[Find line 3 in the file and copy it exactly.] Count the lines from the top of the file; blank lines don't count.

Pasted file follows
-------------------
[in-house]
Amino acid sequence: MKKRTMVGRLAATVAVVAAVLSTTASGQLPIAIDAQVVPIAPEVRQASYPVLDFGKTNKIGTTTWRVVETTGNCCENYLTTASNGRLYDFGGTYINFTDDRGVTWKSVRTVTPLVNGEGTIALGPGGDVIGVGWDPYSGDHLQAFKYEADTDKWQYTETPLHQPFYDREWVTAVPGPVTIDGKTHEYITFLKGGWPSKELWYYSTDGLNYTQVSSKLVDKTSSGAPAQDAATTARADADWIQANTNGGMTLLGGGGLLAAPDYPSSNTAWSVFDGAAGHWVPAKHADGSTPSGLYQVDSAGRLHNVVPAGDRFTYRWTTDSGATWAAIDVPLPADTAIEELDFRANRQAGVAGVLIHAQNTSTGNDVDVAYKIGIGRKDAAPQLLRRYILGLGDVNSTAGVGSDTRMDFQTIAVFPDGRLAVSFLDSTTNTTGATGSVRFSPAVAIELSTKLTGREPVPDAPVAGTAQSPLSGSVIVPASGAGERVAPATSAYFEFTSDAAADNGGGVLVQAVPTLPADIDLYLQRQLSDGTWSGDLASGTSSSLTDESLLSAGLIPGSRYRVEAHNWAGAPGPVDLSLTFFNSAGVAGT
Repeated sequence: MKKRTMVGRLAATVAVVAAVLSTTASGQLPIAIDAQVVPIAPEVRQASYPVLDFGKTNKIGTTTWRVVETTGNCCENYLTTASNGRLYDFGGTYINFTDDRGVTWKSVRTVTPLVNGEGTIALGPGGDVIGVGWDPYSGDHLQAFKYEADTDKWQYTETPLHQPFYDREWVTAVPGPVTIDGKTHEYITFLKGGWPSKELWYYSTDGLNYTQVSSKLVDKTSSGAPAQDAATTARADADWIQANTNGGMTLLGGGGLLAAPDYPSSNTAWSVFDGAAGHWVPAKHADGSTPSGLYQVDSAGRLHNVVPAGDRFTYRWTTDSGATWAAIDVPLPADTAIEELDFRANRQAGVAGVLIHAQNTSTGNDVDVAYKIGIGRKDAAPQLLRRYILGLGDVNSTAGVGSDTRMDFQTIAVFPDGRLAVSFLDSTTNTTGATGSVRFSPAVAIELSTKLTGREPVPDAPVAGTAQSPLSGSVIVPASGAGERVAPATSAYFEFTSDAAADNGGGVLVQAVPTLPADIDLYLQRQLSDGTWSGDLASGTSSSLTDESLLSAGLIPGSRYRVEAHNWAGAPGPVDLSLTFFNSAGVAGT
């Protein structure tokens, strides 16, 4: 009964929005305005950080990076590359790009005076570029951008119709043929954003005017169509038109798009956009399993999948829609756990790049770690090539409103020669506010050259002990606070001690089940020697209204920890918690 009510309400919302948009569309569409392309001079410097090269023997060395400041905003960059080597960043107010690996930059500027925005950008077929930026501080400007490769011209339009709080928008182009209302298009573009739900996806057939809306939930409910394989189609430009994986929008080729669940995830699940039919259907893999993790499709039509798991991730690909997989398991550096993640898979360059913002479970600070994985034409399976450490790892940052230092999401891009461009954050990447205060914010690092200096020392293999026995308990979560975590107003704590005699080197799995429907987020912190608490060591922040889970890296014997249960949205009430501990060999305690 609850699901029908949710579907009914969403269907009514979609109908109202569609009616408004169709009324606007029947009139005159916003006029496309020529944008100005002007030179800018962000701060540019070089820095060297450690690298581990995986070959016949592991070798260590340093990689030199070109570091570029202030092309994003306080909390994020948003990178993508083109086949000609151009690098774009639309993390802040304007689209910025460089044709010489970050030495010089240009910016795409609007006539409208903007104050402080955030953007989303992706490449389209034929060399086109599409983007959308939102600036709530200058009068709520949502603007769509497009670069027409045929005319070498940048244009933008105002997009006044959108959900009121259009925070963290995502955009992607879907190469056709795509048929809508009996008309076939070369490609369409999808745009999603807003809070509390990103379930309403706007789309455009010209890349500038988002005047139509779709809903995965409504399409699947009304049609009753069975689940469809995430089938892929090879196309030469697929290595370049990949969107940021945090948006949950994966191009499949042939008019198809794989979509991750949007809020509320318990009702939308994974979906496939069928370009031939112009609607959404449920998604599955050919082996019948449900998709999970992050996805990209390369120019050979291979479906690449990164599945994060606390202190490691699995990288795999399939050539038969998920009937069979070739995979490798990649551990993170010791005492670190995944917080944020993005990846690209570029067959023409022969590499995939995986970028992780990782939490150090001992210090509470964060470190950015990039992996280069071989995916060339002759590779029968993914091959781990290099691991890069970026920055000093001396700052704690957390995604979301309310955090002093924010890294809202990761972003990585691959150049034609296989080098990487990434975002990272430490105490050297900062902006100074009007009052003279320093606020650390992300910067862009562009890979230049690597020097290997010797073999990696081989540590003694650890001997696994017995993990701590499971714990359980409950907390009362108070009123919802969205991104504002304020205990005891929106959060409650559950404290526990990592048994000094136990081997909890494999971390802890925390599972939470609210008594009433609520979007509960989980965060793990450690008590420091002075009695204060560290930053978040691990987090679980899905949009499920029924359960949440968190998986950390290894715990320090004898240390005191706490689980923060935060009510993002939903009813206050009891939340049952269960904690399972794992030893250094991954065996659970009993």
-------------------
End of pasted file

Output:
Repeated sequence: MKKRTMVGRLAATVAVVAAVLSTTASGQLPIAIDAQVVPIAPEVRQASYPVLDFGKTNKIGTTTWRVVETTGNCCENYLTTASNGRLYDFGGTYINFTDDRGVTWKSVRTVTPLVNGEGTIALGPGGDVIGVGWDPYSGDHLQAFKYEADTDKWQYTETPLHQPFYDREWVTAVPGPVTIDGKTHEYITFLKGGWPSKELWYYSTDGLNYTQVSSKLVDKTSSGAPAQDAATTARADADWIQANTNGGMTLLGGGGLLAAPDYPSSNTAWSVFDGAAGHWVPAKHADGSTPSGLYQVDSAGRLHNVVPAGDRFTYRWTTDSGATWAAIDVPLPADTAIEELDFRANRQAGVAGVLIHAQNTSTGNDVDVAYKIGIGRKDAAPQLLRRYILGLGDVNSTAGVGSDTRMDFQTIAVFPDGRLAVSFLDSTTNTTGATGSVRFSPAVAIELSTKLTGREPVPDAPVAGTAQSPLSGSVIVPASGAGERVAPATSAYFEFTSDAAADNGGGVLVQAVPTLPADIDLYLQRQLSDGTWSGDLASGTSSSLTDESLLSAGLIPGSRYRVEAHNWAGAPGPVDLSLTFFNSAGVAGT